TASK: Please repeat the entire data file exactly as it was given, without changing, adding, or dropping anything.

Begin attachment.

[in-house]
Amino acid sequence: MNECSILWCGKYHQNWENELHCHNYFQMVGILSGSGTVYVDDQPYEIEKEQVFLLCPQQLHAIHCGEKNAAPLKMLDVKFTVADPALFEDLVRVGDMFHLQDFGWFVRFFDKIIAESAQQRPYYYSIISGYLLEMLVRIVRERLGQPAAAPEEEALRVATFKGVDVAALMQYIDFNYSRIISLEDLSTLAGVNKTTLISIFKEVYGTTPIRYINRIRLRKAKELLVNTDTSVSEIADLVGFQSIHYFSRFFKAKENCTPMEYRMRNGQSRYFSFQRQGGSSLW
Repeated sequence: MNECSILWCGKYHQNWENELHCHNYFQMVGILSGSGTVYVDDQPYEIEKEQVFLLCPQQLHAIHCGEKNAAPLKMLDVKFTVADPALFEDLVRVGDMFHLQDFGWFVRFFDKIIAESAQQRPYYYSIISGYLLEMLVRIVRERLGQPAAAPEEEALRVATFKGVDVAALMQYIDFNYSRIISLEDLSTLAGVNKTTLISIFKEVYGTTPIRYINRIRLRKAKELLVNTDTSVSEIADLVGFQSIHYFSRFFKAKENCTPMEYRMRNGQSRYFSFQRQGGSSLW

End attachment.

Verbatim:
[in-house]
Amino acid sequence: MNECSILWCGKYHQNWENELHCHNYFQMVGILSGSGTVYVDDQPYEIEKEQVFLLCPQQLHAIHCGEKNAAPLKMLDVKFTVADPALFEDLVRVGDMFHLQDFGWFVRFFDKIIAESAQQRPYYYSIISGYLLEMLVRIVRERLGQPAAAPEEEALRVATFKGVDVAALMQYIDFNYSRIISLEDLSTLAGVNKTTLISIFKEVYGTTPIRYINRIRLRKAKELLVNTDTSVSEIADLVGFQSIHYFSRFFKAKENCTPMEYRMRNGQSRYFSFQRQGGSSLW
Repeated sequence: MNECSILWCGKYHQNWENELHCHNYFQMVGILSGSGTVYVDDQPYEIEKEQVFLLCPQQLHAIHCGEKNAAPLKMLDVKFTVADPALFEDLVRVGDMFHLQDFGWFVRFFDKIIAESAQQRPYYYSIISGYLLEMLVRIVRERLGQPAAAPEEEALRVATFKGVDVAALMQYIDFNYSRIISLEDLSTLAGVNKTTLISIFKEVYGTTPIRYINRIRLRKAKELLVNTDTSVSEIADLVGFQSIHYFSRFFKAKENCTPMEYRMRNGQSRYFSFQRQGGSSLW